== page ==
Protests against Thor spread to the US, where its clients, American Cyanamid and Borden Chemicals were pressured by the public and investigated by the federal government. Back in Cato-Ridge, protestors held vigils and met a shipment at Durban, forcing it to turn away.


Following the deaths of the three workers in 1992 and months of investigation, Thor Chemicals was criminally charged by Great Britain for culpable homicide and violations of the Machinery and Occupational Safety Act.

In early 1994, a claim was filed against Thor Chemicals in the High Court in London on behalf of the first three victims, alleging Thor Chemicals was “negligent in allowing the transfer of a defective mercury production from England to South Africa” (Pallister 8) and “failed to protect the workers from the potentially deadly effects” (Mills 10) of mercury.

International Attention

In the months following the initial findings of the St. Louis Post-Dispatch study, worldwide attention focused on the international shipping of toxic wastes.  In 1990, Congress “argued . . .in a House Energy and Commerce subcommittee hearing” (Lambrecht 13A) whether or not a country is responsible for its wastes, once it leaves the country.  Additionally, the distinction between toxic waste and raw material was examined.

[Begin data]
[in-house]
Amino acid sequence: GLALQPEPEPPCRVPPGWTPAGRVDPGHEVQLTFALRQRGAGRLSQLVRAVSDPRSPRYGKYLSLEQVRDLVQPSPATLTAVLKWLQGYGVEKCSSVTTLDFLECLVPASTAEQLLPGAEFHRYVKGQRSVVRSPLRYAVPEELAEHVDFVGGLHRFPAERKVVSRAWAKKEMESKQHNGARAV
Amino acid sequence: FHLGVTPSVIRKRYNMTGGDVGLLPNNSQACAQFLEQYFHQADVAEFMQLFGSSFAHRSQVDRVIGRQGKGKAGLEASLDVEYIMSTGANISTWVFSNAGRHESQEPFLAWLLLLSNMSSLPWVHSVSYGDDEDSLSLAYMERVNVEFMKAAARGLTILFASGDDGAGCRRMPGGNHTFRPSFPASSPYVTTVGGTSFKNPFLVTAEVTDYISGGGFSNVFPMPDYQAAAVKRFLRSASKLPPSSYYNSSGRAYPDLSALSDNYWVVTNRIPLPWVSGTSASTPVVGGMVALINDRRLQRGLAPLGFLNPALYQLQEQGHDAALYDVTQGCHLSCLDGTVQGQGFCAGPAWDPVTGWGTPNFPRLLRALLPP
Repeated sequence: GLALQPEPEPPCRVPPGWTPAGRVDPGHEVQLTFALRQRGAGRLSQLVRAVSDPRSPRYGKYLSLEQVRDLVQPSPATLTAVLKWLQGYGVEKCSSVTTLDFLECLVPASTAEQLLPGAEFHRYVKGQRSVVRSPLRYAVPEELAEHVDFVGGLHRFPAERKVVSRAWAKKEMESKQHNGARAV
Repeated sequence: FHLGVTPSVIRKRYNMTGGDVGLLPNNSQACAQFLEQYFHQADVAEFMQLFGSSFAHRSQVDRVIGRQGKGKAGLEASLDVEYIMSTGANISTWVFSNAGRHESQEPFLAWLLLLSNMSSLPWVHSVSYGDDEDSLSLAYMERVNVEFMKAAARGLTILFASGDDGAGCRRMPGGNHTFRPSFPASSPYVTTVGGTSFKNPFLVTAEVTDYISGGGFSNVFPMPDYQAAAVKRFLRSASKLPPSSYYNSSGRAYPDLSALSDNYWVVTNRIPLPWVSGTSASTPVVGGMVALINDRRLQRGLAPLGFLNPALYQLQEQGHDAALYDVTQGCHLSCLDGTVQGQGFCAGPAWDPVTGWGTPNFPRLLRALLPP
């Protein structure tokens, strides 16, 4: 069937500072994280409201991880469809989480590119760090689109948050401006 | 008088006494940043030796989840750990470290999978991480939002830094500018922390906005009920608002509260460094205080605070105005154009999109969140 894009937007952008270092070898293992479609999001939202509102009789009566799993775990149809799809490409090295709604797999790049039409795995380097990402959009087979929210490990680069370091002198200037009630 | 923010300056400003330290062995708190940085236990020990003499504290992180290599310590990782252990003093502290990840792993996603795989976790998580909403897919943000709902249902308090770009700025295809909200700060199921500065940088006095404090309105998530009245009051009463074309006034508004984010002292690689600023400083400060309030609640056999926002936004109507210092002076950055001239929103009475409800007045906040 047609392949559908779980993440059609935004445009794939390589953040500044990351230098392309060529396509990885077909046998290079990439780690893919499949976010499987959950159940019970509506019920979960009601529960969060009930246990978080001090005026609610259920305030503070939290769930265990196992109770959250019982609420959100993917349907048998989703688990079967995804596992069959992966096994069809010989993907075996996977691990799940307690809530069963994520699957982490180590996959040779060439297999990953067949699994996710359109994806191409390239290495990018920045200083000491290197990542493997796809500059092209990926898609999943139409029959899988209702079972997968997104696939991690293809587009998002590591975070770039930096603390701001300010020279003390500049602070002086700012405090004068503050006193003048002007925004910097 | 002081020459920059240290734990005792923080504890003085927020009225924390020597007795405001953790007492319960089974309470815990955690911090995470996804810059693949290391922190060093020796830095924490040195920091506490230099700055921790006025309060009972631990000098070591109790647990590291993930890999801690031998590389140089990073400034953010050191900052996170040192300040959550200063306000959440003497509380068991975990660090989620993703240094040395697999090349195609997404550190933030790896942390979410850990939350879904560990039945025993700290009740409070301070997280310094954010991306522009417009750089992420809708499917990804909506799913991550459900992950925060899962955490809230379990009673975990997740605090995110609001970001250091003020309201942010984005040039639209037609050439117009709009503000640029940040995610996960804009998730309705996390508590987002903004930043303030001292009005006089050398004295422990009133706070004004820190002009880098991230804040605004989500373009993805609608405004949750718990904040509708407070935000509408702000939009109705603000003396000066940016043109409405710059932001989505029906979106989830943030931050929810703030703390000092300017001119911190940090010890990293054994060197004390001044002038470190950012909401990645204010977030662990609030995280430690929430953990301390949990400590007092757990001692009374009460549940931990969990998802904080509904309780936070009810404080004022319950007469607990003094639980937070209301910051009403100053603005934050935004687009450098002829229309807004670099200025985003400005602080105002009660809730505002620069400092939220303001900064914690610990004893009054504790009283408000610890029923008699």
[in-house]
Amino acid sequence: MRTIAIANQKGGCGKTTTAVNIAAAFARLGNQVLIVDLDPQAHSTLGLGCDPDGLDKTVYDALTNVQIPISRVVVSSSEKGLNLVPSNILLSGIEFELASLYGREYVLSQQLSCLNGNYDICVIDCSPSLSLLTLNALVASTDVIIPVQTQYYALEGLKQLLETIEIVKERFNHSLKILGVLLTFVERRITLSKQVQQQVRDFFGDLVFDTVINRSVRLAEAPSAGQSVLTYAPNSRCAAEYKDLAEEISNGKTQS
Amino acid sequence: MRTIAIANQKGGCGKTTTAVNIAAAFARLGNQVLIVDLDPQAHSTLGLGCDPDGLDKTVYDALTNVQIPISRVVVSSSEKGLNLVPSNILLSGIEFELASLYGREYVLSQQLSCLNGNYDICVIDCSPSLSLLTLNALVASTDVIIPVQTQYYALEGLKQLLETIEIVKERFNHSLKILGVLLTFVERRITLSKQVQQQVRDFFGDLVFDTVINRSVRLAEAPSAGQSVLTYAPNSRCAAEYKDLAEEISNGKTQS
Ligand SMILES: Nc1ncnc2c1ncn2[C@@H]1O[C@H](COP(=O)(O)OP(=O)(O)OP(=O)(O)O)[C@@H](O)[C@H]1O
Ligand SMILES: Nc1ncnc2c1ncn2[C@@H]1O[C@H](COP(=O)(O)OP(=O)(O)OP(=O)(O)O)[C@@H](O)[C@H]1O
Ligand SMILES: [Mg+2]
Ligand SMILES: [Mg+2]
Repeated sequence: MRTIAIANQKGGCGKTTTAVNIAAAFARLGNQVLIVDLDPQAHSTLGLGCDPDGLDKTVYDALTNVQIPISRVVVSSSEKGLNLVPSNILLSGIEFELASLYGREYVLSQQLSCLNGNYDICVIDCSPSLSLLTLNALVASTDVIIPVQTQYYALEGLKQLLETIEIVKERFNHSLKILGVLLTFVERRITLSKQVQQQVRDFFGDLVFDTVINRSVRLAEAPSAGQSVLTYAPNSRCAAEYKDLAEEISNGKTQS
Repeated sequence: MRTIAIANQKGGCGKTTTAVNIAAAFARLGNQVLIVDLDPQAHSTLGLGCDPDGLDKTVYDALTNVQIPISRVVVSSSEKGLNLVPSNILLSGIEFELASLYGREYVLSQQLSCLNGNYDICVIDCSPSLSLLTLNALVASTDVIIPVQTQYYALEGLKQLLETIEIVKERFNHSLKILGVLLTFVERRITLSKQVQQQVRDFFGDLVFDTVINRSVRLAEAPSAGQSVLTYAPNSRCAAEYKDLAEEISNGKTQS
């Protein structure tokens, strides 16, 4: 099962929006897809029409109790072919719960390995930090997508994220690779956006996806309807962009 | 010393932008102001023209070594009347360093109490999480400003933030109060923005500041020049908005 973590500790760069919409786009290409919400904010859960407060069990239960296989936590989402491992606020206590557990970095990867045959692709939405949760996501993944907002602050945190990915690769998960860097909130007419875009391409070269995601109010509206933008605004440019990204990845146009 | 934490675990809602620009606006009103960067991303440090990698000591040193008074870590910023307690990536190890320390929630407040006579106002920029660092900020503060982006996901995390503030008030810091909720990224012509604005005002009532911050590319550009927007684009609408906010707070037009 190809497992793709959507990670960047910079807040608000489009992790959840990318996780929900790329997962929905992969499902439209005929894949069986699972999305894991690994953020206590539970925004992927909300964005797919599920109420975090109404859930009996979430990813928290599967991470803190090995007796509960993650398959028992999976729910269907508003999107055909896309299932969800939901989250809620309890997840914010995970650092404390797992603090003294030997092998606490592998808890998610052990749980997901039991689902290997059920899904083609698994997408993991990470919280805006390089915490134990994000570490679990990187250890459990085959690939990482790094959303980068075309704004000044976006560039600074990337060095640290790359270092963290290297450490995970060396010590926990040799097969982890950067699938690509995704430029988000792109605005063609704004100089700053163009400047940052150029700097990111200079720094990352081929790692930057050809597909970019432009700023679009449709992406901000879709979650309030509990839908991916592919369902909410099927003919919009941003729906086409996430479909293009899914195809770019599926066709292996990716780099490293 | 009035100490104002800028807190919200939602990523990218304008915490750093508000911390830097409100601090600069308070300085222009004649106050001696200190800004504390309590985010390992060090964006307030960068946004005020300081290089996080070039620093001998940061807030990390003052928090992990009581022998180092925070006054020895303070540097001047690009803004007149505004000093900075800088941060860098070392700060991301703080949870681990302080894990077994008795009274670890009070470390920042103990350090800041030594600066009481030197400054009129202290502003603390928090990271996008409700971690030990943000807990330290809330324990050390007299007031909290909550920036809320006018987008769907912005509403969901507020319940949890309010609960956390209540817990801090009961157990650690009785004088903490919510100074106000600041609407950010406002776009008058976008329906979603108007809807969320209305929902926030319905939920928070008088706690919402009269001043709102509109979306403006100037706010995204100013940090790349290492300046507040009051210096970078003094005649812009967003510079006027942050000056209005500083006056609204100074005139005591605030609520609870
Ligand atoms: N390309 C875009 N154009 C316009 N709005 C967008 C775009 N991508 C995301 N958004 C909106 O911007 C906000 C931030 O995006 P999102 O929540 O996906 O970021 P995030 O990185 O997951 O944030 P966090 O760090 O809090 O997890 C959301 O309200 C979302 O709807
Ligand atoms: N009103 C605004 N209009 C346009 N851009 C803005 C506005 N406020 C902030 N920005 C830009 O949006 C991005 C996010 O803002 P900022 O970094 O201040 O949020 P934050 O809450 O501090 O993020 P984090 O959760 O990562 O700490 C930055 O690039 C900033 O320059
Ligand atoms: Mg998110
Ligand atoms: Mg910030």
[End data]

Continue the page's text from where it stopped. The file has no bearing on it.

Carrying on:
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Of all the strategies employed in focusing attention on Thor Chemicals’ conduct, publicity proved to be the most instrumental; litigation and international awareness both followed and resulted directly from the notoriety that publicity provided.


The increased international awareness that resulted from the pollution in Cato-Ridge had far-reaching effects on the international trade of hazardous wastes.  Three months after the initial revelations there, the “European Community formally agreed to ban hazardous waste exports to 68 former European colonies around the world” (Lambrecht 1A).  In addition, the Basel Convention, a waste export treaty drawn up by the United Nations, had been signed by all industrial nations except the US and New Zealand by 1994; while the treaty did not “kick in [until] the end of 1997. . .[c]ountries that continue[d] to export for recycling [were] subject to strict requirements; they must submit details on the composition of the wastes, the methods of recycling and the destination of residues or pollution from the recycling” (Lambrecht 1E).